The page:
Using Bash Wildcards

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In order to rename a mispelled file from the command line, one will use mv. Though, when you have a large list of files to move from one directory to another, iterating through a serie of mv old_file new_file may be error prone and not very efficient. Instead, you can leverage the Bash wildcards which can be used as globbing patterns or regular expressions.

Most used wildcard is the asterix * (match all characters) but other usefull wildcards exist like the question mark ? that match for a single character. In some case, as a large directories, that's avoid you to use a grep on your ls command and give you a more concise listing.

Below we will go over few examples of globbing and regex.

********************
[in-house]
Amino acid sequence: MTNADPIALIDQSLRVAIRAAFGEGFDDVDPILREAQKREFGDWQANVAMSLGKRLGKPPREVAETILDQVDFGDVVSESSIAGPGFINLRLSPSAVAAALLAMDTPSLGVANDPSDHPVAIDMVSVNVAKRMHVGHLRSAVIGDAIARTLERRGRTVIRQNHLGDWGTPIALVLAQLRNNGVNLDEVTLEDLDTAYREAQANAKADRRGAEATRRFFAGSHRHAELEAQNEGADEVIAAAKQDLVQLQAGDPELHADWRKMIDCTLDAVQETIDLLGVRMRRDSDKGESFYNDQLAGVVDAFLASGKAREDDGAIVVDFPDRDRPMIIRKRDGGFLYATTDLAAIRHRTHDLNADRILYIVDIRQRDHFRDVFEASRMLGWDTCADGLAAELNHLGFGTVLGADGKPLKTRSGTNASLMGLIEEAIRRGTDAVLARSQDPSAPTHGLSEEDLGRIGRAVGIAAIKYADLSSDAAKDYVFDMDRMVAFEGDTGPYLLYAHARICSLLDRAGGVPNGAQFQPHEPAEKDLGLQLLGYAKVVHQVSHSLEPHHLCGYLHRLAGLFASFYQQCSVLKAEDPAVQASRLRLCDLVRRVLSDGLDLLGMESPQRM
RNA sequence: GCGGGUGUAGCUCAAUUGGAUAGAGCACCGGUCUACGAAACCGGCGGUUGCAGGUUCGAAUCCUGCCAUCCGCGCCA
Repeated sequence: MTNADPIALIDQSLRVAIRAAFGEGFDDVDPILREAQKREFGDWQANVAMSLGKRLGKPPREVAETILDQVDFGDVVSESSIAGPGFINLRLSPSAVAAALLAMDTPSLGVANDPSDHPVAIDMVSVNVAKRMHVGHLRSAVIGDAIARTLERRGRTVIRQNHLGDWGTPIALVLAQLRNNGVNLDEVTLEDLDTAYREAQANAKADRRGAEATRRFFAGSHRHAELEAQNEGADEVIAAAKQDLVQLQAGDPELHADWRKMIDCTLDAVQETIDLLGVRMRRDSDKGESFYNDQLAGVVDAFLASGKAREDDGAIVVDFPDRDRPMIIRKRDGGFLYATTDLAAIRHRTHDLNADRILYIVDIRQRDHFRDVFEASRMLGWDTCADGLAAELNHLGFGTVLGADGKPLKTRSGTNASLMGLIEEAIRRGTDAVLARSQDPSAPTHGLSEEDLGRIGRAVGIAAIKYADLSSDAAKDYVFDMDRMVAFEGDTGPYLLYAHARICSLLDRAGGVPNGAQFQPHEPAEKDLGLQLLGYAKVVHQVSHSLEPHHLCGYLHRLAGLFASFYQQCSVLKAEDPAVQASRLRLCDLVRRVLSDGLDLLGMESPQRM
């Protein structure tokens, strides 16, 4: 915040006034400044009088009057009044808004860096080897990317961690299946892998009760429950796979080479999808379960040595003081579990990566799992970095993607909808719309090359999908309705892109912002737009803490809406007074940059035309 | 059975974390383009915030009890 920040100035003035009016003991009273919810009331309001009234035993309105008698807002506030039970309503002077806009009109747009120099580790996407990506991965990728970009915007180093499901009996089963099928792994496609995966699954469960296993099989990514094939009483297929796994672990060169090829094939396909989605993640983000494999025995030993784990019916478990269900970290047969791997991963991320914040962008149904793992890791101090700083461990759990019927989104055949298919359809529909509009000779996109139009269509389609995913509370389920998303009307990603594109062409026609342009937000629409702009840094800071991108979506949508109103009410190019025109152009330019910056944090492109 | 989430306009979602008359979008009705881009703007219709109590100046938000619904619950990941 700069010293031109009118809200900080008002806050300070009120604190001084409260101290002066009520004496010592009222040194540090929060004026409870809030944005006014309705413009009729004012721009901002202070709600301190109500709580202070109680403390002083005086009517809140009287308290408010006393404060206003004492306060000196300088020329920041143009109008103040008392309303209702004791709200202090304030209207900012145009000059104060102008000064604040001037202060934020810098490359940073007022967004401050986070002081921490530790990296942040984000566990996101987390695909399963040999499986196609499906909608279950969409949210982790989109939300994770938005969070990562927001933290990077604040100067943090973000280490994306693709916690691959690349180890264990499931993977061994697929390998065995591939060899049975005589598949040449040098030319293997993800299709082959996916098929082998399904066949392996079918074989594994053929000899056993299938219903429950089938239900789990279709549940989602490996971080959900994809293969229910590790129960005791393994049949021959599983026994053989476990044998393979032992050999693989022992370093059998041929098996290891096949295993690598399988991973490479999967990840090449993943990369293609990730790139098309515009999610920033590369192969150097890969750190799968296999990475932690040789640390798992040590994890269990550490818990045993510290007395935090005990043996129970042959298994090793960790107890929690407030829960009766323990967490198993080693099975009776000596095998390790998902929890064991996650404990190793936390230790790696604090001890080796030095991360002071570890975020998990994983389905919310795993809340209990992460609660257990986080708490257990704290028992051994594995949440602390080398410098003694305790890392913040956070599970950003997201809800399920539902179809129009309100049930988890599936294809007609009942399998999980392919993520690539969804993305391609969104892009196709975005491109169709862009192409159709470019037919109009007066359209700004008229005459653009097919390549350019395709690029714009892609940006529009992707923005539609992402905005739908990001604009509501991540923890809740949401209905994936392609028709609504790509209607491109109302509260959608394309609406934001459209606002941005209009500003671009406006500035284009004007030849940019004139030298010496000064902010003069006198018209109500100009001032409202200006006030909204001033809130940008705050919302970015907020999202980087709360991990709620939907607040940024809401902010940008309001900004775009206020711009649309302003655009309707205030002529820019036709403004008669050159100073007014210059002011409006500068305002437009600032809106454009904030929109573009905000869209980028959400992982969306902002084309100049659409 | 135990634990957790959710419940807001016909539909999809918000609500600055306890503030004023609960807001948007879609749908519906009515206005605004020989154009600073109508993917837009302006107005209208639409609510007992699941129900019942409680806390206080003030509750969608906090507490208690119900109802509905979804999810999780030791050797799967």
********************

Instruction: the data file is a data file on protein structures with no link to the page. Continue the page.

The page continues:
Question Mark Wildcard "?"

[root@host ~]$ ls
pic1.jpg pic1.txt pic2.jpg pic3.jpg pic4.jpg pic5.jpg pic-big.jpg pic.jpg pic-small.jpg pic.txt pic1.txt pic2.txt pic1.bmp  

[root@host ~]$ ls pic?.jpg
pic1.jpg pic2.jpg pic3.jpg pic4.jpg pic5.jpg

Another useful wildcard will be the square brackets [] and curly brackets {}. The first one let you match a range of values, while the second let you define a list of values.

Square Brackets Wildcard "[]" and Curly Brackets Wildcard "{}"

[root@host ~]$ ls pic[1-3].jpg
pic1.jpg pic2.jpg pic3.jpg

[root@host ~]$ ls pic1.{txt,jpg,bmp}
pic1.txt pic1.jpg pic1.bmp

You can use those wildcards simultanously for a better search.

[root@host ~]$ ls pic[1-3].{txt,jpg}
pic1.jpg pic1.txt pic2.jpg pic3.jpg

We have seen how to perform our ls search but you can also use those bash wildcards with any of your Bash commands.

# Example 1
[root@host ~]$ ls

[root@host ~]$ mv a_too_{short,long}_file_name_with_lot_of_ch4r4ct3r3.txt

[root@host ~]$ ls

# Example 2
[root@host ~]$ ls
dest     pic1.jpg pic2.jpg pic3.jpg

[root@host ~]$ cp pic[1-3].jpg dest

[root@host ~]$ ls dest/
pic1.jpg pic2.jpg pic3.jpg

👉 Read more about Braces Expansion in the post Printing a Sequence of Letters or Numbers

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